Recently, I published an article about binary classification metrics that you can check here. The article gives a brief explanation of the most traditional metrics and presents less famous ones like NPV, Specificity, MCC and EER. If you don't know some of these metrics, take a look at the article. It's only 7 minutes to read. I'm sure it will be useful for you.
In this article, I decided to share the implementation of these metrics for Deep Learning frameworks. It includes recall, precision, specificity, negative predictive value (NPV), f1-score, and Matthews' Correlation Coefficient (MCC). You can use it in both Keras or TensorFlow v1/v2.
The Code
Here's the complete code for all metrics:
import numpy as np
import tensorflow as tf
from keras import backend as K
def recall(y_true, y_pred):
true_positives = K.sum(K.round(K.clip(y_true * y_pred, 0, 1)))
possible_positives = K.sum(K.round(K.clip(y_true, 0, 1)))
recall_keras = true_positives / (possible_positives + K.epsilon())
return recall_keras
def precision(y_true, y_pred):
true_positives = K.sum(K.round(K.clip(y_true * y_pred, 0, 1)))
predicted_positives = K.sum(K.round(K.clip(y_pred, 0, 1)))
precision_keras = true_positives / (predicted_positives + K.epsilon())
return precision_keras
def specificity(y_true, y_pred):
tn = K.sum(K.round(K.clip((1 - y_true) * (1 - y_pred), 0, 1)))
fp = K.sum(K.round(K.clip((1 - y_true) * y_pred, 0, 1)))
return tn / (tn + fp + K.epsilon())
def negative_predictive_value(y_true, y_pred):
tn = K.sum(K.round(K.clip((1 - y_true) * (1 - y_pred), 0, 1)))
fn = K.sum(K.round(K.clip(y_true * (1 - y_pred), 0, 1)))
return tn / (tn + fn + K.epsilon())
def f1(y_true, y_pred):
p = precision(y_true, y_pred)
r = recall(y_true, y_pred)
return 2 * ((p * r) / (p + r + K.epsilon()))
def fbeta(y_true, y_pred, beta=2):
y_pred = K.clip(y_pred, 0, 1)
tp = K.sum(K.round(K.clip(y_true * y_pred, 0, 1)), axis=1)
fp = K.sum(K.round(K.clip(y_pred - y_true, 0, 1)), axis=1)
fn = K.sum(K.round(K.clip(y_true - y_pred, 0, 1)), axis=1)
p = tp / (tp + fp + K.epsilon())
r = tp / (tp + fn + K.epsilon())
num = (1 + beta ** 2) * (p * r)
den = (beta ** 2 * p + r + K.epsilon())
return K.mean(num / den)
def matthews_correlation_coefficient(y_true, y_pred):
tp = K.sum(K.round(K.clip(y_true * y_pred, 0, 1)))
tn = K.sum(K.round(K.clip((1 - y_true) * (1 - y_pred), 0, 1)))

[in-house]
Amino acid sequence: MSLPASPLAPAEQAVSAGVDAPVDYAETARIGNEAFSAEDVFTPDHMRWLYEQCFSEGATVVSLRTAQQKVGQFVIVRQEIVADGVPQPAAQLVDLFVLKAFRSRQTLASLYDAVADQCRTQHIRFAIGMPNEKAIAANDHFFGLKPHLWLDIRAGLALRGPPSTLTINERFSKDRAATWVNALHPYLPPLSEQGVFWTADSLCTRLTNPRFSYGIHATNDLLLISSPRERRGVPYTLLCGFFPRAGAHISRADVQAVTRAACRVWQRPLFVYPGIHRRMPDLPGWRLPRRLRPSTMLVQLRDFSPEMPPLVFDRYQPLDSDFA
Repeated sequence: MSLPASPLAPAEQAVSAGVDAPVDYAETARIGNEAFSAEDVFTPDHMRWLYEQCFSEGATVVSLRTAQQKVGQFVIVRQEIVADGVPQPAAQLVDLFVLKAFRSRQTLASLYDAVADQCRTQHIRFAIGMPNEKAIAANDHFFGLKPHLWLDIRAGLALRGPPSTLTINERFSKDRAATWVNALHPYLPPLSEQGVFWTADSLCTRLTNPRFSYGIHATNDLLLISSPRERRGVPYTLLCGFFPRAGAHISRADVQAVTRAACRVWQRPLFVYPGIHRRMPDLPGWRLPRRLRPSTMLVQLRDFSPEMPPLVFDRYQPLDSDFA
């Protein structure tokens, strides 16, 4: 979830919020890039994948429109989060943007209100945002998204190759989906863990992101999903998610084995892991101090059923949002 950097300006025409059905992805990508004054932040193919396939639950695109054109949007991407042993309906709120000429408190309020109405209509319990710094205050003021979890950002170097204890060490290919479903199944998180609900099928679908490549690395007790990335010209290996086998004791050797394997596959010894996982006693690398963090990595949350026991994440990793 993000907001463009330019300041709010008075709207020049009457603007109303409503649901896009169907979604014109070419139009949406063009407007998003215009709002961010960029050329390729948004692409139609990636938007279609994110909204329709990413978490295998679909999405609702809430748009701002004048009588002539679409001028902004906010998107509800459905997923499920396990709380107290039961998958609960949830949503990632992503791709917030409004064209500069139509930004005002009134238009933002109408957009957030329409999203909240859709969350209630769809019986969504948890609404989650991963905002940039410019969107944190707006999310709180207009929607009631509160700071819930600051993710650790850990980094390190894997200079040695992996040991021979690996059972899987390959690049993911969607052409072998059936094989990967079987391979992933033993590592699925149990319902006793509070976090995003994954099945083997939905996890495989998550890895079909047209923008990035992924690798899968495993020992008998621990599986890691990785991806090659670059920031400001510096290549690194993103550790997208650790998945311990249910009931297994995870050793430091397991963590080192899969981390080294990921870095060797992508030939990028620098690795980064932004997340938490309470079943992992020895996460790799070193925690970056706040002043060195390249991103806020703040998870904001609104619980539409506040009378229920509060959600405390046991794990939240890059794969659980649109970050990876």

fp = K.sum(K.round(K.clip((1 - y_true) * y_pred, 0, 1)))
fn = K.sum(K.round(K.clip(y_true * (1 - y_pred), 0, 1)))
num = tp * tn - fp * fn
den = (tp + fp) * (tp + fn) * (tn + fp) * (tn + fn)
return num / K.sqrt(den + K.epsilon())
def equal_error_rate(y_true, y_pred):
n_imp = tf.count_nonzero(tf.equal(y_true, 0), dtype=tf.float32) + tf.constant(K.epsilon())
n_gen = tf.count_nonzero(tf.equal(y_true, 1), dtype=tf.float32) + tf.constant(K.epsilon())
scores_imp = tf.boolean_mask(y_pred, tf.equal(y_true, 0))
scores_gen = tf.boolean_mask(y_pred, tf.equal(y_true, 1))
loop_vars = (tf.constant(0.0), tf.constant(1.0), tf.constant(0.0))
cond = lambda t, fpr, fnr: tf.greater_equal(fpr, fnr)
body = lambda t, fpr, fnr: (
t + 0.001,
tf.divide(tf.count_nonzero(tf.greater_equal(scores_imp, t), dtype=tf.float32), n_imp),
tf.divide(tf.count_nonzero(tf.less(scores_gen, t), dtype=tf.float32), n_gen)
)
t, fpr, fnr = tf.while_loop(cond, body, loop_vars, back_prop=False)
eer = (fpr + fnr) / 2
return eer
Almost all the metrics in the code are described in the article previously mentioned. Therefore, you can find a detailed explanation there.
How to use in Keras or TensorFlow
If you use Keras or TensorFlow (especially v2), it’s quite easy to use such metrics. Here’s an example:
model = ... # define you model as usual
model.compile(
optimizer="adam", # you can use any other optimizer
loss='binary_crossentropy',
metrics=[
"accuracy",
precision,
recall,
f1,
fbeta,
specificity,
negative_predictive_value,
matthews_correlation_coefficient,
equal_error_rate
]
)
model.fit(...) # train your model
As you can see, you can compute all the custom metrics at once. Please, remember that:
- as they are binary classification metrics, you can only use them in binary classification problems. Maybe you’ll have some results for multiclass or regression problems, but they will be incorrect.
- they are supposed to be used as metrics only. It means you can’t use them as losses. In fact, your loss must always be “binary_crossentropy”, since it's a binary classification problem.
Final Words
You can also check my work in:
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